Child By Children



Pusan International Film Festival, A Window on Asian Cinema

In Koji Hagiuda's "Child by Children," an 11-year-old is knocked up by her classmate and gives birth with the help of fellow sixth graders.

In the West, such a controversial subject would probably be examined as a social problem, and the film would focus on any psychological or medical damage the girl suffers. This is not the case with "Child," which celebrates the experience as a blessing of nature. Set in an idealized Japanese countryside, it aspires to be a jolly children's fantasy drama.

In Japan, "Child" is designed to grab viewers on opposite sides of the age spectrum. First, the film targets young readers of the popular manga from which it is adapted, and projects their dream of "acting grown up" onto the protagonists. Secondly, it offers adults a window into the mind-sets of children. Overseas, it piques curiosity as a commercial item of novelty value, but some viewers might find the idea of underage sex and pregnancy immoral or disturbing.

Haruna (Haruna Amari) watches Hiroyuki (Yuya Kawamura) pee one day and impulsively asks him to "press on" her. By the time she realizes her ballooning tummy has less to do with constant snacking than her missed periods, she's already five months with child. It becomes her class' best-kept secret.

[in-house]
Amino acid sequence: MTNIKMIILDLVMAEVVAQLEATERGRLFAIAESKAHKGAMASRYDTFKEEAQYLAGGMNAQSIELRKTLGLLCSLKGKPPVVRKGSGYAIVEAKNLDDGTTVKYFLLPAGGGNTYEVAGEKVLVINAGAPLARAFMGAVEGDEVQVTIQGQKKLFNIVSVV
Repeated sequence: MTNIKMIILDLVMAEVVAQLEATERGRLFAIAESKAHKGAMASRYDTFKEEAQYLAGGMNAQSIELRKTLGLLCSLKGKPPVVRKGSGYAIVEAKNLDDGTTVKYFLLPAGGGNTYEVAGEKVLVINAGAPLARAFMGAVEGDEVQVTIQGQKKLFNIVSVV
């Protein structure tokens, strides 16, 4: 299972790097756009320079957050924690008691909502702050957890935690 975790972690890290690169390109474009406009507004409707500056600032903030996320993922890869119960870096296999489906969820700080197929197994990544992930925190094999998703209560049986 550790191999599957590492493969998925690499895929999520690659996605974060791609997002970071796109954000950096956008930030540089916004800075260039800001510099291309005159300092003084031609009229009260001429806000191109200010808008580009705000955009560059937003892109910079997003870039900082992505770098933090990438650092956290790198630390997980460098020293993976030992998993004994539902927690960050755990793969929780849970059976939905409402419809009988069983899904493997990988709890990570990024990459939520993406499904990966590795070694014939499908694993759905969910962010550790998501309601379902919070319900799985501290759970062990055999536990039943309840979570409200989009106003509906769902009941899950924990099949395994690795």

To accept that this could happen right under parents' and teachers' noses calls for major suspension of disbelief. Hagiuda tries to attribute Haruna's naivete to the community's conservative attitude and devises a scene in which the new, city-bred teacher (Kumiko Aso) is reviled by parents for teaching sex education. It is harder to validate how the class delivers Haruna's baby as effortlessly as raising a stray puppy.

Hagiuda avoids sensationalizing the subject and makes the conception and birth take place off screen. Haruna is anything but a miniature Juno but rather an innocent girl-next-door with a peasant's toughness. He devotes more time observing the children's interactions, and showing how the incident became a catalyst for them to bond, assume responsibility and stand up to adults, who are depicted as not always right.

Cast: Haruna Amari, Kumiko Aso, Risako Ito, Yuya Kawamura, Ryota Obigane.
Director-screenwriter: Koji Hagiuda.
Screenwriter: Koji Hagiuda, Wakako Miyashita.
From the comic "Kodomo no kodomo" by: Akira Saso.
Planner: Naomori Maeda.
Producers: Hiroyuki Negishi, Yuji Sadai.
Director of photography: Yoshihiro Ikeuchi.
Art director: Kumiko Matsuo.
Music: Torima Shuugo.
Editor: Yuji Oshige.
Sales agent: Bitters End.
No rating, 122 minutes.
production: Bitters End/Picnic/Bandai Visual/Futabasha/Music On! TV